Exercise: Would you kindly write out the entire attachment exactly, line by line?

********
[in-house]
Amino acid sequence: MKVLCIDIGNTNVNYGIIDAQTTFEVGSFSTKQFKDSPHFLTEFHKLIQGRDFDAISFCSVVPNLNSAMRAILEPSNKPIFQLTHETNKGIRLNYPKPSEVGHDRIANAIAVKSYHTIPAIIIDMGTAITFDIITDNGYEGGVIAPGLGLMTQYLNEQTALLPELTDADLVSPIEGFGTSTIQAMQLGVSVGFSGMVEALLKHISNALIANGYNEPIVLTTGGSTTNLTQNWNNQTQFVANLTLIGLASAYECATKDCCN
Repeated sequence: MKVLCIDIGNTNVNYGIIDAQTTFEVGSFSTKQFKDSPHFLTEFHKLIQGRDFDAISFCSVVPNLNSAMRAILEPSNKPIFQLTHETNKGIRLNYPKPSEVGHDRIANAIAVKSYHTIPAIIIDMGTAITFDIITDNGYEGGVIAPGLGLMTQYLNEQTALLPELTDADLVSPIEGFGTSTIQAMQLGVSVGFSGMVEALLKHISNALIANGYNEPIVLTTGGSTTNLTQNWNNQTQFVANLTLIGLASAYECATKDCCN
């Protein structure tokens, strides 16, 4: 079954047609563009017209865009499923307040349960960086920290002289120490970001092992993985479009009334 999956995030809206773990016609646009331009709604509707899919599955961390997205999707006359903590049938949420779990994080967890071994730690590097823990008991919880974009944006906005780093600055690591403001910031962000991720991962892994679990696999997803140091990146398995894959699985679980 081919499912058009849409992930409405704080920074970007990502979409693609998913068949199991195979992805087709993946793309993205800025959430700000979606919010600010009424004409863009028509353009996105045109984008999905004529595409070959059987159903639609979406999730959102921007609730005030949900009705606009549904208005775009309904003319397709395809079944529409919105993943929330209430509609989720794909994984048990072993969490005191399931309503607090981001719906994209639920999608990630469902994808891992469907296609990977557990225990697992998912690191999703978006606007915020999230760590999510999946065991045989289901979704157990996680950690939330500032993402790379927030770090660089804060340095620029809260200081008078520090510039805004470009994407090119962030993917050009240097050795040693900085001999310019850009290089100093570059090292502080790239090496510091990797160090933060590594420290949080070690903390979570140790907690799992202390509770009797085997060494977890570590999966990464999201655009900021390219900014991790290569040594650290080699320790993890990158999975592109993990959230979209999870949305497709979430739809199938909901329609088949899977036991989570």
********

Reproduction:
[in-house]
Amino acid sequence: MKVLCIDIGNTNVNYGIIDAQTTFEVGSFSTKQFKDSPHFLTEFHKLIQGRDFDAISFCSVVPNLNSAMRAILEPSNKPIFQLTHETNKGIRLNYPKPSEVGHDRIANAIAVKSYHTIPAIIIDMGTAITFDIITDNGYEGGVIAPGLGLMTQYLNEQTALLPELTDADLVSPIEGFGTSTIQAMQLGVSVGFSGMVEALLKHISNALIANGYNEPIVLTTGGSTTNLTQNWNNQTQFVANLTLIGLASAYECATKDCCN
Repeated sequence: MKVLCIDIGNTNVNYGIIDAQTTFEVGSFSTKQFKDSPHFLTEFHKLIQGRDFDAISFCSVVPNLNSAMRAILEPSNKPIFQLTHETNKGIRLNYPKPSEVGHDRIANAIAVKSYHTIPAIIIDMGTAITFDIITDNGYEGGVIAPGLGLMTQYLNEQTALLPELTDADLVSPIEGFGTSTIQAMQLGVSVGFSGMVEALLKHISNALIANGYNEPIVLTTGGSTTNLTQNWNNQTQFVANLTLIGLASAYECATKDCCN
């Protein structure tokens, strides 16, 4: 079954047609563009017209865009499923307040349960960086920290002289120490970001092992993985479009009334 999956995030809206773990016609646009331009709604509707899919599955961390997205999707006359903590049938949420779990994080967890071994730690590097823990008991919880974009944006906005780093600055690591403001910031962000991720991962892994679990696999997803140091990146398995894959699985679980 081919499912058009849409992930409405704080920074970007990502979409693609998913068949199991195979992805087709993946793309993205800025959430700000979606919010600010009424004409863009028509353009996105045109984008999905004529595409070959059987159903639609979406999730959102921007609730005030949900009705606009549904208005775009309904003319397709395809079944529409919105993943929330209430509609989720794909994984048990072993969490005191399931309503607090981001719906994209639920999608990630469902994808891992469907296609990977557990225990697992998912690191999703978006606007915020999230760590999510999946065991045989289901979704157990996680950690939330500032993402790379927030770090660089804060340095620029809260200081008078520090510039805004470009994407090119962030993917050009240097050795040693900085001999310019850009290089100093570059090292502080790239090496510091990797160090933060590594420290949080070690903390979570140790907690799992202390509770009797085997060494977890570590999966990464999201655009900021390219900014991790290569040594650290080699320790993890990158999975592109993990959230979209999870949305497709979430739809199938909901329609088949899977036991989570």